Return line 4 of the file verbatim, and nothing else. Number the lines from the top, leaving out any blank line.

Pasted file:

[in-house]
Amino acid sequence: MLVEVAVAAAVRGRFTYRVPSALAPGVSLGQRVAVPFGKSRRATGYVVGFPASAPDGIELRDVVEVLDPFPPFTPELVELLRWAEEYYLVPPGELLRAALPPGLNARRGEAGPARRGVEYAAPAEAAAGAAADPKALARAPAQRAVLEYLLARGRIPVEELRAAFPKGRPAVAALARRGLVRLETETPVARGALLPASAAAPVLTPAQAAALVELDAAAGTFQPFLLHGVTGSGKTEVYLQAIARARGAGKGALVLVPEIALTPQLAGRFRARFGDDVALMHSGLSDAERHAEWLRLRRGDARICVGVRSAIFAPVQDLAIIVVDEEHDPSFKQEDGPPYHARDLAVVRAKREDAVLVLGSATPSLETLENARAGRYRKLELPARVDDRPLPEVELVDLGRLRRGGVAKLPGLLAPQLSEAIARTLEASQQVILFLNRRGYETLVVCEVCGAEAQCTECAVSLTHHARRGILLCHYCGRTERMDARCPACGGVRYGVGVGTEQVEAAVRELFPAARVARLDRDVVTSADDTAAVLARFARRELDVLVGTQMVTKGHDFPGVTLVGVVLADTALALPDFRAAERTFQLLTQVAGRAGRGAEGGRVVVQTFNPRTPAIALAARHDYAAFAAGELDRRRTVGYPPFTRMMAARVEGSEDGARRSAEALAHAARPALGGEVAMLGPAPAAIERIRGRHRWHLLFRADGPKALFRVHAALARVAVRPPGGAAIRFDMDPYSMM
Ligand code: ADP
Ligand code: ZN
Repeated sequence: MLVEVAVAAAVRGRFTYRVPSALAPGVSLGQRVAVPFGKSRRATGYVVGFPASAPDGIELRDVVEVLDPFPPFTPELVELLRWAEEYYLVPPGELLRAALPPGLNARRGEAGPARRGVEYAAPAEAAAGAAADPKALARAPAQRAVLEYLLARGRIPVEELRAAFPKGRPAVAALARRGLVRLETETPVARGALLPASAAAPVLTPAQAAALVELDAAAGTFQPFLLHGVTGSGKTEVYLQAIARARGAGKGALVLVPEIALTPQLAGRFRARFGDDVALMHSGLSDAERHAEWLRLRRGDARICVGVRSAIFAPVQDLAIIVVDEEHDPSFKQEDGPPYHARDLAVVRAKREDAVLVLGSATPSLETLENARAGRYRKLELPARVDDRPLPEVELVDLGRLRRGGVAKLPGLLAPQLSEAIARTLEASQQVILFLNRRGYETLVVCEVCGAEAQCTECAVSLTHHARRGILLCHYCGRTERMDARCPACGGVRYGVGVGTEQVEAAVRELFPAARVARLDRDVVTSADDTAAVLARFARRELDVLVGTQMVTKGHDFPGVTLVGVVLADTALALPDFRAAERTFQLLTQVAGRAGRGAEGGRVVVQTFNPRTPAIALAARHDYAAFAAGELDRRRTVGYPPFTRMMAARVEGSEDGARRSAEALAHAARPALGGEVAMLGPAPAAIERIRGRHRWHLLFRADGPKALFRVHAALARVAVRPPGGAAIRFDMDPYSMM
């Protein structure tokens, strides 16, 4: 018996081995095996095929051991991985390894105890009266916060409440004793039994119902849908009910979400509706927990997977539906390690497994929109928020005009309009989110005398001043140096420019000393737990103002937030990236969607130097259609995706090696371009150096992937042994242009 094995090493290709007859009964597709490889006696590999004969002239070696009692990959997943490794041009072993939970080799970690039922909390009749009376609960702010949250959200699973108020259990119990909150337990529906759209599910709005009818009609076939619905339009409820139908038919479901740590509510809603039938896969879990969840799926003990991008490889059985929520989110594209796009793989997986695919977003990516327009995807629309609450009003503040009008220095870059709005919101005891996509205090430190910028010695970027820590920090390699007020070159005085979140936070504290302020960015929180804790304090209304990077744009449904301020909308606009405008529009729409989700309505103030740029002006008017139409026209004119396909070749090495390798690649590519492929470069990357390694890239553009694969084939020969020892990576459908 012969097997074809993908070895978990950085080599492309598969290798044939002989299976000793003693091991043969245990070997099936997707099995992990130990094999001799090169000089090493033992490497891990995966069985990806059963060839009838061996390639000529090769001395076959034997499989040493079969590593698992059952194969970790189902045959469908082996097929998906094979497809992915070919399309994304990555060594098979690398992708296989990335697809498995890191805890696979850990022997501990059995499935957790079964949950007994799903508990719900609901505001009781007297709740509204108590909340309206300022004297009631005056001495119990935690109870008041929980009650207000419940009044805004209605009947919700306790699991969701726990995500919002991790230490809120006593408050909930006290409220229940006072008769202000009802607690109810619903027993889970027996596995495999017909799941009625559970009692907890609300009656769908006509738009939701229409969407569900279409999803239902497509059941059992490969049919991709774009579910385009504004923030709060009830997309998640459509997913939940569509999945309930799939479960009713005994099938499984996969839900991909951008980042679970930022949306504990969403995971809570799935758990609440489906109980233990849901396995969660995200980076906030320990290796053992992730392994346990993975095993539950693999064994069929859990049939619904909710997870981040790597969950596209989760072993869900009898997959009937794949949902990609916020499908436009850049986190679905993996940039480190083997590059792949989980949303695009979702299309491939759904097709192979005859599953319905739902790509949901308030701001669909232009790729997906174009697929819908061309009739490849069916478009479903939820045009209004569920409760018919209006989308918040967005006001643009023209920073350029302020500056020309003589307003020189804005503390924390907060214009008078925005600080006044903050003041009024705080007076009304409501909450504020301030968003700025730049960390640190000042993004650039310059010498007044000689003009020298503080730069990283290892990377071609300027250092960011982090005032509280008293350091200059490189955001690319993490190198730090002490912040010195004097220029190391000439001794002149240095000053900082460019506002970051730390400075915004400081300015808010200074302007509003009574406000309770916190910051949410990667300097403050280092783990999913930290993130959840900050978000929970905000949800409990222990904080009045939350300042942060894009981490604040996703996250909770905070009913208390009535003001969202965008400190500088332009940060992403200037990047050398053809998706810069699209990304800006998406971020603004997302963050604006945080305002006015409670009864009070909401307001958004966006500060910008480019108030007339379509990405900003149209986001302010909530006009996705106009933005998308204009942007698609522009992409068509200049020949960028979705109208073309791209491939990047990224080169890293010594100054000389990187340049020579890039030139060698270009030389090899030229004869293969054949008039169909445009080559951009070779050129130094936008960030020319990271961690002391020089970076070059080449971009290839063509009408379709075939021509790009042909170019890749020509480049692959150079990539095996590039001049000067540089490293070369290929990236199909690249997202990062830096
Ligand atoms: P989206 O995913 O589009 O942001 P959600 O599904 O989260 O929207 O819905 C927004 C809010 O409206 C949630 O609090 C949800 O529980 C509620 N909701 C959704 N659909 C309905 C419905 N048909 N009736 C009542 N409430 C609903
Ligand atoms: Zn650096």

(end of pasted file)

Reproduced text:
Ligand code: ZN